VARIABLE OBJ

     EQUATIONS OBJF

     X1X2

     X1X3;

     OBJF.. 7*X1-3*X2-10*X3 =E= OBJ;

     X1X2.. X1-2*X2 =L=0;

     X1X3.. X1-20*X3 =L=0;

     option optcr=0.01;

     MODEL IPTEST /ALL/;

     SOLVE IPTEST USING MIP MAXIMIZING OBJ;

Differences

    1. Must tell type of integer variable

    2. Should set optcr or optca (problems occur if this is

    not done because the default values are very large)

    3. Use MIP solve need OSL, CPLEX or XPress not

    ZOOM

    ?B.A. McCarl March 2003 Handling Indivisibilities (indivis) page 5

    Handling Indivisibilities

    Integer Programming Solution Difficulty

    All sounds good but problems are hard. Let’s explore why

    Calculus is basis of all continuous optimization but not here because there is no neighborhood around a point in which a derivative can be defined

    2X3X1612

    3X2X1612

    X,X0&integer12

    Feasible Region for X,Y nonnegative integers

    Figure 15.1 Graph of Feasible Integer Points for First LP Problem

    10

    8

    6

    Y-Axis

    4

    2

    0

    0246810

    X-Axis

    ?B.A. McCarl March 2003 Handling Indivisibilities (indivis) page 6

    Handling Indivisibilities

    Integer Programming Solution Difficulty

    Figure 15.1 Graph of Feasible Integer Points for First LP Problem

    10

    8

    6

    Y-Axis

    4

    2

    0

    0246810

    X-Axis

    Note

1. Solutions are finite

    2. A line between 2 feasible points does not contain

    all feasible points

    3. Moving between points is not always easy 4. Points are on boundary, interior and not in

    general at corners

    5. Rounding of LP point may not be bad

    ?B.A. McCarl March 2003 Handling Indivisibilities (indivis) page 7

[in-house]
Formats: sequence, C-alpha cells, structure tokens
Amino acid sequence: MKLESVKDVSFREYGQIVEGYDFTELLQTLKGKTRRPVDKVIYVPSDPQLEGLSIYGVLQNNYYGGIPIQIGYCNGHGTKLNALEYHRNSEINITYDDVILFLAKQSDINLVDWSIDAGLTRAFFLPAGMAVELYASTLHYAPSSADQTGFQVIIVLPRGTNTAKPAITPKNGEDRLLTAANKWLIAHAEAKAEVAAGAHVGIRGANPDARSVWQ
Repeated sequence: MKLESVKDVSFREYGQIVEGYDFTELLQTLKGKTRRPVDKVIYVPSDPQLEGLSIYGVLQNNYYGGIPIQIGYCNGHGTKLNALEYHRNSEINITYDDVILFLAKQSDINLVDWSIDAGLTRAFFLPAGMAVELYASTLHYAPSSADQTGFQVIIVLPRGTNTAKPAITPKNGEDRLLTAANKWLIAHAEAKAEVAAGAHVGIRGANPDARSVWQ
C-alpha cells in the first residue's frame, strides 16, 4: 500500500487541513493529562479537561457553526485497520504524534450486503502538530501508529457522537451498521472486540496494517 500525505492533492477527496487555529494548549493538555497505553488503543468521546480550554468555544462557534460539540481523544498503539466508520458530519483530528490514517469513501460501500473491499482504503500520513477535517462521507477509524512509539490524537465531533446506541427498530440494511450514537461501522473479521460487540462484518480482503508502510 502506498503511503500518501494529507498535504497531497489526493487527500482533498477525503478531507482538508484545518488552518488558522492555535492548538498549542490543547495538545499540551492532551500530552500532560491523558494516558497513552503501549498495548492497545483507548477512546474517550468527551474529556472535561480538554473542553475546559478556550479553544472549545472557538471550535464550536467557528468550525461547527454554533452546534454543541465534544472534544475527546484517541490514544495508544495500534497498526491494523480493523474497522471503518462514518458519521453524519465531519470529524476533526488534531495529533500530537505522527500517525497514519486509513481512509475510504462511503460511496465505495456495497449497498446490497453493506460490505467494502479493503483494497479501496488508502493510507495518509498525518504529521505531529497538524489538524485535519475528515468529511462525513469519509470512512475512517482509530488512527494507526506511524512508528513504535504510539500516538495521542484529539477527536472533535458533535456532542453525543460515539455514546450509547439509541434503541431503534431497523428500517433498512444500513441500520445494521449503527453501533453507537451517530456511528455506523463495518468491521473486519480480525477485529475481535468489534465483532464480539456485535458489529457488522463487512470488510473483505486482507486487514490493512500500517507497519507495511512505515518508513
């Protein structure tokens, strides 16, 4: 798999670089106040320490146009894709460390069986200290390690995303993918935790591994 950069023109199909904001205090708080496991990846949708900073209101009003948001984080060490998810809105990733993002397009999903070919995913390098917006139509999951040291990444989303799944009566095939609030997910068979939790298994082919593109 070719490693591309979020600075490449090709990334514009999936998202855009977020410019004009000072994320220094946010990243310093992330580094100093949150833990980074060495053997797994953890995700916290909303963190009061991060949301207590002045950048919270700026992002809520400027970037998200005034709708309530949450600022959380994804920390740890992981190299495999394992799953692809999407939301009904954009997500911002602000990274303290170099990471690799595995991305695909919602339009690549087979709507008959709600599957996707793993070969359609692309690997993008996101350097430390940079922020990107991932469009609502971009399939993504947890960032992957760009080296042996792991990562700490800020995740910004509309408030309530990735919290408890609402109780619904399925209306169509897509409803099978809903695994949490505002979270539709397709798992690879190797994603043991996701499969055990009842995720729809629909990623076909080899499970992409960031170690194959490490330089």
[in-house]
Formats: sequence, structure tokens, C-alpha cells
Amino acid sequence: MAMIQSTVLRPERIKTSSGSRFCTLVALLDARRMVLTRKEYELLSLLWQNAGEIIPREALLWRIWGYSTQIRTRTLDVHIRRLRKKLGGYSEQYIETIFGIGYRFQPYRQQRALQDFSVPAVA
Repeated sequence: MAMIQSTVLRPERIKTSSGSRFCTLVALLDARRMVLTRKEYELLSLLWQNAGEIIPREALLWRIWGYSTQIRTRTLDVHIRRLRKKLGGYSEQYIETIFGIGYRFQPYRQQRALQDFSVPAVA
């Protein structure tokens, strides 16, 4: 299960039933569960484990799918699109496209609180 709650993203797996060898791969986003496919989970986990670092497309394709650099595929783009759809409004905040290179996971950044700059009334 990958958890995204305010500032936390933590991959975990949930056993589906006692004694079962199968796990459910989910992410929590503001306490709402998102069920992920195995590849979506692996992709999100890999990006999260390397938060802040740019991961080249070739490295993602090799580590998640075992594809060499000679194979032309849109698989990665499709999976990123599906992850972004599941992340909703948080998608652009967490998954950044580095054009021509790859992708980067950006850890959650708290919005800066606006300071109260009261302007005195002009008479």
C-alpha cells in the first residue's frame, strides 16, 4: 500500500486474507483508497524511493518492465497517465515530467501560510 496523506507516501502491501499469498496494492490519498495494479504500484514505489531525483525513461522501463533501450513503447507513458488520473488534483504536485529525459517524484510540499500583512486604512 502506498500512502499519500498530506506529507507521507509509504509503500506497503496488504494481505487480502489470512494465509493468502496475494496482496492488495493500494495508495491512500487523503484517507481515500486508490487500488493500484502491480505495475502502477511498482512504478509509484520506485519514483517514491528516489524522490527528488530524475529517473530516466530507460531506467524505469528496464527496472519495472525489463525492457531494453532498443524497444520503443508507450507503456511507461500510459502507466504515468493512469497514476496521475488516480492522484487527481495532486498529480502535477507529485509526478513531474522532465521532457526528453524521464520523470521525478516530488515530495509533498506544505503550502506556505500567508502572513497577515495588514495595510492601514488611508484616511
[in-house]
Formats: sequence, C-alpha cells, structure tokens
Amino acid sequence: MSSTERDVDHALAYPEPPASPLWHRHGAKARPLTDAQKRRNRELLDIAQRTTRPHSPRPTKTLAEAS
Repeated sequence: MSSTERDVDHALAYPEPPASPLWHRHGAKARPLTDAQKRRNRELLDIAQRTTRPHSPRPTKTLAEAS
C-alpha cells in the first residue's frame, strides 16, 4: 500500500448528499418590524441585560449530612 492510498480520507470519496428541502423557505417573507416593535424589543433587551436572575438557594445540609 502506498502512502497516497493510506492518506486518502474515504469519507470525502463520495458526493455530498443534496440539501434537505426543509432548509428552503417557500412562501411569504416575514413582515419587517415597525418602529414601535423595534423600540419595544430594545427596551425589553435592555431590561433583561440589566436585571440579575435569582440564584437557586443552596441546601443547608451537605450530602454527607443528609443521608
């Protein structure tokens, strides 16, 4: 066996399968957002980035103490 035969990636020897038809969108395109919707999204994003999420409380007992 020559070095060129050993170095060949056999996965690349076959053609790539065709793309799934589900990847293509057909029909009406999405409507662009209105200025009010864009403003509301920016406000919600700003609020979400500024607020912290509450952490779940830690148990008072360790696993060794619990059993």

Handling Indivisibilities

    Integer Programming Solution Difficulty

Consider

    X7X2312

    X10X54 12

    X,X0&integer12

    Figure 15.2 Graph of Feasible Integer Points for Second Integer Problem

    10

    8

    6

    X2

    4

    2

    0

    1028046

    X1

Here

     Rounding not good

     Movement between points hard ?B.A. McCarl March 2003 Handling Indivisibilities (indivis) page 8

    Handling Indivisibilities

    Integer Programming Solution Difficulty

    Mixed Integer Programming Feasible Region X1 integer,

    X2 continuous

    3X2X1612

    2X3X1612

    X0&integer1

    ,X02

    Figure 15.3 Mixed Integer Feasible Region

    10

    8

    6

    X1

    4

    2

    0

    0246810

    X2

    ?B.A. McCarl March 2003 Handling Indivisibilities (indivis) page 9

    Handling Indivisibilities

    Integer Programming Solution Rounding

Solving the problem (solintr.gms)

    Max1.4XX12

    s.t.2X3X1612

    3X2X1612

    X,X0&integer12

    as an LP yields X1=X2=3.2 which can be rounded to X1=X2=3 , Obj=7.2

    But this may not always be feasible or optimal

    In this case an objective of 7.6 arises at X1=4,X2=2 (solint.gms)

    Rounding only works well if variable values are large

?B.A. McCarl March 2003 Handling Indivisibilities (indivis) page 10